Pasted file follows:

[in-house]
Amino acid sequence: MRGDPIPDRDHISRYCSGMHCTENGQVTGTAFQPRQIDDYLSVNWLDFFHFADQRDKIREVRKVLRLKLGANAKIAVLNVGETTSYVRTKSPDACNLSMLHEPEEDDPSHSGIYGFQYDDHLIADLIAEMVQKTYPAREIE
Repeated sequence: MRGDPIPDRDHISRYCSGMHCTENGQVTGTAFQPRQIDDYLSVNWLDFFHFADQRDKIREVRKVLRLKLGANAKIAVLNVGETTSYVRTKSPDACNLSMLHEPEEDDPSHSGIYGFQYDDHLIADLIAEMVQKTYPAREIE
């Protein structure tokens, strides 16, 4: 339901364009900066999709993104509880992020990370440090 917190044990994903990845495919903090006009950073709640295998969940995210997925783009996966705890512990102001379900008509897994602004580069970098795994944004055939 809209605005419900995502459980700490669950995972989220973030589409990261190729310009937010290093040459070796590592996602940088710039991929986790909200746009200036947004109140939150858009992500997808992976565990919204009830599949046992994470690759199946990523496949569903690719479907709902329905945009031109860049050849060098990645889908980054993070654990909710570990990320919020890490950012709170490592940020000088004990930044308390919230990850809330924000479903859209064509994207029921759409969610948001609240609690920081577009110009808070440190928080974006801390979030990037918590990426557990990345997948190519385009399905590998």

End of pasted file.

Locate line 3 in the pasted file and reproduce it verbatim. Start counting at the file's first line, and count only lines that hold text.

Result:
Repeated sequence: MRGDPIPDRDHISRYCSGMHCTENGQVTGTAFQPRQIDDYLSVNWLDFFHFADQRDKIREVRKVLRLKLGANAKIAVLNVGETTSYVRTKSPDACNLSMLHEPEEDDPSHSGIYGFQYDDHLIADLIAEMVQKTYPAREIE